Whenever I am in the kitchen my dog is certain to be around, eagerly snagging up any food accidentally dropped or mercifully thrown his way. I soon discovered that my dog had quite the appetite for veggies, especially celery, but I worried if these snacks were actually any good for him. I decided to do some research of my own to decide if I could continue giving my dog celery treats(http://www.mybonesandbiscuits.com/can-dogs-eat-celery).Verdict: Celery is a welcome addition to any dog’s diet!
Celery is a low calorie, heart healthy snack that can provide numerous benefits to both you and your canine. Buy fresh, organic celery for the best nutrition benefits and always remove the leaves and wash before enjoying.
Full of vitamins and mineralsCelery is an excellent source of vitamins A, C, K, B6, riboflavin, and pantothenic acid. Celery also contains substantial amounts of the minerals potassium, magnesium, calcium, phosphorus, and sodium. The feature vitamins, A and C, are antioxidants that will help keep your dog young and healthy. Pantothenic acid also works with vitamin C to help improve skin conditions.
Phosphorus, a mineral normally found in small amounts in fruits and vegetables, works with calcium to promote healthy teeth and bones. Magnesium is vital in several chemical reactions that affect muscle as well as nerve function, and will help ensure your dog’s entire body operates smoothly.
Heart healthyCelery has no cholesterol, a low calorie count, high water content, high fiber, and is fat free. In other words, celery is extremely heart healthy. Celery has been cited in several recent studies for its ability to lower blood pressure. Phthalides, a phytochemical in celery, relaxes the tissues of the artery walls, effectively increasing blood flow and reducing blood pressure.
A compound found in celery, apigenin, has been shown in research funded by the National Natural Science Foundation of China and America’s National Cancer Institute to significantly inhibit cancer cell growth.
In a study in peer-reviewed journal Molecular Cancer, apigenin was shown to inhibit pancreatic cancer cell growth, and scientists at the University of Missouri found that apigenin had the ability to shrink breast cancer tumors as well.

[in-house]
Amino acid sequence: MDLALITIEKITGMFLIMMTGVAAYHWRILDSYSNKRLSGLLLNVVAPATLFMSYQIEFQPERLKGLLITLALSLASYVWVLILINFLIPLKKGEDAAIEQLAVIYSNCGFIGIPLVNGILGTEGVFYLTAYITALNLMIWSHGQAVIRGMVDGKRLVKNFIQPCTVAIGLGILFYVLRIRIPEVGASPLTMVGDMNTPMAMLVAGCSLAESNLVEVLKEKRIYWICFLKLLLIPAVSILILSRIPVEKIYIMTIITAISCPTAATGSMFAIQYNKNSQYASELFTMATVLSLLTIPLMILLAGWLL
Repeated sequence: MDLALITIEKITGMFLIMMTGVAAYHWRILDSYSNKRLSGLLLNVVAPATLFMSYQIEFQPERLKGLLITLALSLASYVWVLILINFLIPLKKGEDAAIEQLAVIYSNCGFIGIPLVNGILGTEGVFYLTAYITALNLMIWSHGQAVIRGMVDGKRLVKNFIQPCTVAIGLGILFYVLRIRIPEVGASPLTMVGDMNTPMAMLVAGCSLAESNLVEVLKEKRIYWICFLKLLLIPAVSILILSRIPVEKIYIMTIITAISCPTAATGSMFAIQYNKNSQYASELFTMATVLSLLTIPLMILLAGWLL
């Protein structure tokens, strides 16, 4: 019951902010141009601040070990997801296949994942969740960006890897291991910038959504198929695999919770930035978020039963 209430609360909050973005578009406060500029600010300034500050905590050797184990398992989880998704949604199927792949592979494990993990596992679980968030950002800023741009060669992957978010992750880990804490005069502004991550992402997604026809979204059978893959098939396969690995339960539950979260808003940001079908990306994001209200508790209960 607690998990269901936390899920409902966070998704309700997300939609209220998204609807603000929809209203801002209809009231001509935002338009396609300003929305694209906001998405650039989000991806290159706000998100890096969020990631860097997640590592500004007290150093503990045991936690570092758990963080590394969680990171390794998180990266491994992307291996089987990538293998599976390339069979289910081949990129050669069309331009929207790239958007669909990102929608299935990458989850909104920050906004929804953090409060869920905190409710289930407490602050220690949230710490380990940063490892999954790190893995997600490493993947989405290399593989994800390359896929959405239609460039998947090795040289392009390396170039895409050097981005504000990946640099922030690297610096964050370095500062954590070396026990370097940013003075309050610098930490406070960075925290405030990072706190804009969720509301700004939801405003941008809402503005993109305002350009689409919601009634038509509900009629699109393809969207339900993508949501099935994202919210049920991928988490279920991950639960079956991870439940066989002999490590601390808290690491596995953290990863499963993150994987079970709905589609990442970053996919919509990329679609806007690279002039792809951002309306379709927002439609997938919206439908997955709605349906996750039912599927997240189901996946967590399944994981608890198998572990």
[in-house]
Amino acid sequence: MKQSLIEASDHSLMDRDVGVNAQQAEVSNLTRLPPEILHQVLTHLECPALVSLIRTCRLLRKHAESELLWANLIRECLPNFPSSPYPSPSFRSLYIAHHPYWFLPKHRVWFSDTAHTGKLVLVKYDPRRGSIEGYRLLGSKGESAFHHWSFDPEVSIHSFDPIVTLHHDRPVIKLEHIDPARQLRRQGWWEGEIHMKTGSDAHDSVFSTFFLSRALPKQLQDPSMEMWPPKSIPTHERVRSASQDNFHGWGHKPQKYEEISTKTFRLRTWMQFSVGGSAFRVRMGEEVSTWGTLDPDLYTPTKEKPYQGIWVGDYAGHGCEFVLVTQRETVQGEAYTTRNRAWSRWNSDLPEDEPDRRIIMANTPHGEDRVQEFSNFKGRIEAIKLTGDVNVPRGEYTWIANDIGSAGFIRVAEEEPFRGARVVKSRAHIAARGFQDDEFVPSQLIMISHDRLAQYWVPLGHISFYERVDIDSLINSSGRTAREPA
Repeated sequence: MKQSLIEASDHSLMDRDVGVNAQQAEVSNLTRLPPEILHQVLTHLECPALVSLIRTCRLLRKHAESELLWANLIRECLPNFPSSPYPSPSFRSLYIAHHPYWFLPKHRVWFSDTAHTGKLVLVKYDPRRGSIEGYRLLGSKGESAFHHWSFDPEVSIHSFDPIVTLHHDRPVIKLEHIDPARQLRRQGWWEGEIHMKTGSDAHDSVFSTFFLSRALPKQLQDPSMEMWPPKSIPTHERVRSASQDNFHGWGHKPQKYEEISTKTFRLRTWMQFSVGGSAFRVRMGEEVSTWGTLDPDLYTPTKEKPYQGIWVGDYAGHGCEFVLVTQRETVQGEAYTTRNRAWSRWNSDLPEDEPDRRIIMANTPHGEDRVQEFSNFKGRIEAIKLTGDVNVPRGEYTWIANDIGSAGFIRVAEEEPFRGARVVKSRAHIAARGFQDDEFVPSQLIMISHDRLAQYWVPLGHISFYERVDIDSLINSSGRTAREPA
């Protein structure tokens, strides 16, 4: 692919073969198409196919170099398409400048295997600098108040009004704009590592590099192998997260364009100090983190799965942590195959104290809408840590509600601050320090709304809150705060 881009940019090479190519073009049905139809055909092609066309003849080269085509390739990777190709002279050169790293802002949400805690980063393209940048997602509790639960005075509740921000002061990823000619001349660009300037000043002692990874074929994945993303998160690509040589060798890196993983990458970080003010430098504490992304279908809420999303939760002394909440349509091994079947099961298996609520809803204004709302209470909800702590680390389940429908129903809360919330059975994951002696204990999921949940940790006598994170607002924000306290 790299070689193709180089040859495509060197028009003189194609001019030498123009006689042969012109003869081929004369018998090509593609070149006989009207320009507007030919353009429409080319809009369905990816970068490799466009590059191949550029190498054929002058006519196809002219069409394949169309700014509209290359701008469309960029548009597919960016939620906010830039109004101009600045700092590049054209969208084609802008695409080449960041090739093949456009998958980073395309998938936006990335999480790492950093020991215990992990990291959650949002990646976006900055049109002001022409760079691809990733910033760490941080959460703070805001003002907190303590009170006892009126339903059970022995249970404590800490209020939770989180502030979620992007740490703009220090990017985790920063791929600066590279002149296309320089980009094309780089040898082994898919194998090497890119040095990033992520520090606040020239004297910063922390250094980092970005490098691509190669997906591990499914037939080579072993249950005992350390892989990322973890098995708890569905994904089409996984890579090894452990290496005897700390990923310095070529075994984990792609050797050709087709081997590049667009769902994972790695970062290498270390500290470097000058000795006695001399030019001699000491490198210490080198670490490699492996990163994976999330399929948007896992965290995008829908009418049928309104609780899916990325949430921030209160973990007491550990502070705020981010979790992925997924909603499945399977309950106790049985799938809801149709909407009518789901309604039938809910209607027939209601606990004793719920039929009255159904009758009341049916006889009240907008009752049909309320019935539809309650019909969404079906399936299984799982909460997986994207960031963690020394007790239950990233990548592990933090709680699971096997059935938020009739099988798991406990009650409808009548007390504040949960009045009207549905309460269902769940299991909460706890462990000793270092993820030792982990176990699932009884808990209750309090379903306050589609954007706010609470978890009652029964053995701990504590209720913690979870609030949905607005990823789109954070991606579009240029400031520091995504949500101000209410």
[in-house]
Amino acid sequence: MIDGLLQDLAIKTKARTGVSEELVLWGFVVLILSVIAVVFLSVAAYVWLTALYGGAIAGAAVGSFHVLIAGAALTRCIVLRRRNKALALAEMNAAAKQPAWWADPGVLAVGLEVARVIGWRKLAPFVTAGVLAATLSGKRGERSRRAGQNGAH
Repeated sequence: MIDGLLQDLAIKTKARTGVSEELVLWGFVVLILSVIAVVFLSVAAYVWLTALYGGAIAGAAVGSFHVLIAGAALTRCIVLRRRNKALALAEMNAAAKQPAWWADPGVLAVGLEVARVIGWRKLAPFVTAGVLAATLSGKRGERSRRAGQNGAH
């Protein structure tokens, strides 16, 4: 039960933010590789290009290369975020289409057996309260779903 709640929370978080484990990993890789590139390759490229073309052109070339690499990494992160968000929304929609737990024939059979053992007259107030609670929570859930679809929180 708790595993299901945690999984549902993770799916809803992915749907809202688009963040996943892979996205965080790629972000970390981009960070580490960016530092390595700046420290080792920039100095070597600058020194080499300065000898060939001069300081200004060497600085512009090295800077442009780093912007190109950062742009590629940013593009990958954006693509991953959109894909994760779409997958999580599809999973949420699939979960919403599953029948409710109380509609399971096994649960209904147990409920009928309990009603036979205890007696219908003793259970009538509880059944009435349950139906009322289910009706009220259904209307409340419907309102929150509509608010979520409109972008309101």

Apigenin can be found in parsley as well as many other fruits and vegetables, but is especially abundant in celery.
A great treat or toy
Simply remove roughage, then wash and cut the celery into small, bite size pieces in order to create a nutrient dense treat for your dog. Carry some around with you in a baggy so you can reward your dog’s good behavior on the go. Praising a dog’s good behavior or restraint from a bad one with a treat is always a more effective training tool than punishment.
Celery can also make for an inexpensive chew toy for your dog. Simply clean a stalk and leave the rest to your pup, the chewy vegetable will keep them busy for a while.
An entire stalk of celery is only around seven calories, so even two or three stalks a day will not affect your dog’s diet greatly. Although, if you have a small puppy or a dog with choking concerns, you may want to stick with chopping the celery into bite size pieces.In addition to its great health benefits, Celery has been shown to help improve your dog’s breath as well!
Things to consider
Buy fresh, organic celery
Your dog will get the most nutrition if fed fresh, organic celery; pre-packaged or frozen celery is often absent of many of the nutrients that make celery such a great snack in the first place. Celery is also one of the vegetables hit the most by pesticides, so it is best to buy organic produce in order to avoid feeding your dog harmful chemicals.
Introduce new food gradually
Be aware that every dog’s stomach is unique, and just like humans’, are susceptible to a variety of food allergies and intolerances. When adding new treats or food to your dog’s diet, it is recommended to begin with a small amount, then to wait and see if your dog has any unpleasant reactions before continuing consumption.Remember that moderation is key, and that treats should never be given to the amount where they make a substantial difference in your dog’s diet. Daily treats are fine, but they should not make up more than ten percent of your dog’s diet. Lastly, always consult your veterinarian before making changes to your dog’s diet. Get ready to enjoy the benefits of celery!